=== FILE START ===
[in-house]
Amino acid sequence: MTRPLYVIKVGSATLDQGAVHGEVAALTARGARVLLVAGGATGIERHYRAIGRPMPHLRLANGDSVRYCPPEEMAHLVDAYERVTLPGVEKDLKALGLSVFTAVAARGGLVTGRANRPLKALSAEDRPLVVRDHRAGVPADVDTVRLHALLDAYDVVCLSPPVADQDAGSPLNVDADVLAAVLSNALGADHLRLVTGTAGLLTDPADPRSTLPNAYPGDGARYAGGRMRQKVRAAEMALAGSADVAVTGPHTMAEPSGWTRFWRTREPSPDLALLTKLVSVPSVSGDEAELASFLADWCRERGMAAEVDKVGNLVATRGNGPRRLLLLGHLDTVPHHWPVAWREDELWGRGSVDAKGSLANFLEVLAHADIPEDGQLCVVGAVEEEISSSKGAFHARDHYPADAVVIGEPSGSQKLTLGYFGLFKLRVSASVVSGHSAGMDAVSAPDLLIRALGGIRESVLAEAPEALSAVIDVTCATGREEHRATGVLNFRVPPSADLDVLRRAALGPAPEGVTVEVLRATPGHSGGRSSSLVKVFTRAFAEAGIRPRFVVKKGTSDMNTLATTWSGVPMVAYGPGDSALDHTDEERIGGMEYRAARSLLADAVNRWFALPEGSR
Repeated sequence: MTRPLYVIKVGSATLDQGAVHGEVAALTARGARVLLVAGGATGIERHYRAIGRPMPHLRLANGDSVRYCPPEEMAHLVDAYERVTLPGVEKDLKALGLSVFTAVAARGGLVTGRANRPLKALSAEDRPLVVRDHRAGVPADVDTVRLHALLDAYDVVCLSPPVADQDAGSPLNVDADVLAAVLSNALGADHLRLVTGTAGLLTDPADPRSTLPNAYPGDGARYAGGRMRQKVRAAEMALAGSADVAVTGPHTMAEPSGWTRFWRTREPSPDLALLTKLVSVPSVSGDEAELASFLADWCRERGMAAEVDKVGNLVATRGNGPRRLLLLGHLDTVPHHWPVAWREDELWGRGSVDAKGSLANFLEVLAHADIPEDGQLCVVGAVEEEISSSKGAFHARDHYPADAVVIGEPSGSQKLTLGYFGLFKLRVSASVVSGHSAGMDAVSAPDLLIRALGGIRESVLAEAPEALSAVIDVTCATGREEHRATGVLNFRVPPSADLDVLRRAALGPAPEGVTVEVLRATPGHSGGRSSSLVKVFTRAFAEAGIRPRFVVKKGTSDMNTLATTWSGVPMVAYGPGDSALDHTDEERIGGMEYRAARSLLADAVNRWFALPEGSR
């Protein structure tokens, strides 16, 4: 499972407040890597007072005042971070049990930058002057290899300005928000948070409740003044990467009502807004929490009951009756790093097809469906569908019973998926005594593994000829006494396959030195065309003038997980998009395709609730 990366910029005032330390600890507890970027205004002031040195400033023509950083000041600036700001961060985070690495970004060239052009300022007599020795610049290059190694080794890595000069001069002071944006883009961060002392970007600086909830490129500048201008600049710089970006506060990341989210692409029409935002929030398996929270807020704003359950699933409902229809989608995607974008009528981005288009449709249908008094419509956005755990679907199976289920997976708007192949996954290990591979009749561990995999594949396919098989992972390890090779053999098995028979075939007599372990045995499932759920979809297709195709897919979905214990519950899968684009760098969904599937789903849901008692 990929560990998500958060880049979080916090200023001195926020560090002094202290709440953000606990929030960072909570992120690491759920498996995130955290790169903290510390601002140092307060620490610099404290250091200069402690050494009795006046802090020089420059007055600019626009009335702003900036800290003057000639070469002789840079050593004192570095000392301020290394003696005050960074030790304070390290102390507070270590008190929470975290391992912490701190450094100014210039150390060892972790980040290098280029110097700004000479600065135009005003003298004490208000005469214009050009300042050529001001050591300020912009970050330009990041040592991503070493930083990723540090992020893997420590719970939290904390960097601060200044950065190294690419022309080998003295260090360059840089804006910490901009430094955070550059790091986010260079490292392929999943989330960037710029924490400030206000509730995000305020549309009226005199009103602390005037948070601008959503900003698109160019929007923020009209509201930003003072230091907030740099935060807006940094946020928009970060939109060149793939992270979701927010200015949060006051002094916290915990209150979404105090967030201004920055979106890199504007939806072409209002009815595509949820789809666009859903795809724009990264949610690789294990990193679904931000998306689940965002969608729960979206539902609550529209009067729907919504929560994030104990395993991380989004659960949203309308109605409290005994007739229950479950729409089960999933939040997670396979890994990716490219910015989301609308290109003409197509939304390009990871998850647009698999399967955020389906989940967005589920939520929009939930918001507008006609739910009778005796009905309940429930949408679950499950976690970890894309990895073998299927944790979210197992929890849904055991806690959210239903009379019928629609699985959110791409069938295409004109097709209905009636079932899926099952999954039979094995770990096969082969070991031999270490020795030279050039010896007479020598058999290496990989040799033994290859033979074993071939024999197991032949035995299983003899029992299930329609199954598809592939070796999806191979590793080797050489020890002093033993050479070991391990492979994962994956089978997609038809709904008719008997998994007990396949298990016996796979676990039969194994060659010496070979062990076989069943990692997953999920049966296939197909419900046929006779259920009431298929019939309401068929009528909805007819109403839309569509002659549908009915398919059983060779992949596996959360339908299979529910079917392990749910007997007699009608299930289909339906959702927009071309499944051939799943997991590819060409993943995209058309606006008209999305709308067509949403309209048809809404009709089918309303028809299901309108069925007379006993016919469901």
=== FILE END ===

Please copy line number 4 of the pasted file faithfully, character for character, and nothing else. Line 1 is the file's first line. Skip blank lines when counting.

């Protein structure tokens, strides 16, 4: 499972407040890597007072005042971070049990930058002057290899300005928000948070409740003044990467009502807004929490009951009756790093097809469906569908019973998926005594593994000829006494396959030195065309003038997980998009395709609730 990366910029005032330390600890507890970027205004002031040195400033023509950083000041600036700001961060985070690495970004060239052009300022007599020795610049290059190694080794890595000069001069002071944006883009961060002392970007600086909830490129500048201008600049710089970006506060990341989210692409029409935002929030398996929270807020704003359950699933409902229809989608995607974008009528981005288009449709249908008094419509956005755990679907199976289920997976708007192949996954290990591979009749561990995999594949396919098989992972390890090779053999098995028979075939007599372990045995499932759920979809297709195709897919979905214990519950899968684009760098969904599937789903849901008692 990929560990998500958060880049979080916090200023001195926020560090002094202290709440953000606990929030960072909570992120690491759920498996995130955290790169903290510390601002140092307060620490610099404290250091200069402690050494009795006046802090020089420059007055600019626009009335702003900036800290003057000639070469002789840079050593004192570095000392301020290394003696005050960074030790304070390290102390507070270590008190929470975290391992912490701190450094100014210039150390060892972790980040290098280029110097700004000479600065135009005003003298004490208000005469214009050009300042050529001001050591300020912009970050330009990041040592991503070493930083990723540090992020893997420590719970939290904390960097601060200044950065190294690419022309080998003295260090360059840089804006910490901009430094955070550059790091986010260079490292392929999943989330960037710029924490400030206000509730995000305020549309009226005199009103602390005037948070601008959503900003698109160019929007923020009209509201930003003072230091907030740099935060807006940094946020928009970060939109060149793939992270979701927010200015949060006051002094916290915990209150979404105090967030201004920055979106890199504007939806072409209002009815595509949820789809666009859903795809724009990264949610690789294990990193679904931000998306689940965002969608729960979206539902609550529209009067729907919504929560994030104990395993991380989004659960949203309308109605409290005994007739229950479950729409089960999933939040997670396979890994990716490219910015989301609308290109003409197509939304390009990871998850647009698999399967955020389906989940967005589920939520929009939930918001507008006609739910009778005796009905309940429930949408679950499950976690970890894309990895073998299927944790979210197992929890849904055991806690959210239903009379019928629609699985959110791409069938295409004109097709209905009636079932899926099952999954039979094995770990096969082969070991031999270490020795030279050039010896007479020598058999290496990989040799033994290859033979074993071939024999197991032949035995299983003899029992299930329609199954598809592939070796999806191979590793080797050489020890002093033993050479070991391990492979994962994956089978997609038809709904008719008997998994007990396949298990016996796979676990039969194994060659010496070979062990076989069943990692997953999920049966296939197909419900046929006779259920009431298929019939309401068929009528909805007819109403839309569509002659549908009915398919059983060779992949596996959360339908299979529910079917392990749910007997007699009608299930289909339906959702927009071309499944051939799943997991590819060409993943995209058309606006008209999305709308067509949403309209048809809404009709089918309303028809299901309108069925007379006993016919469901």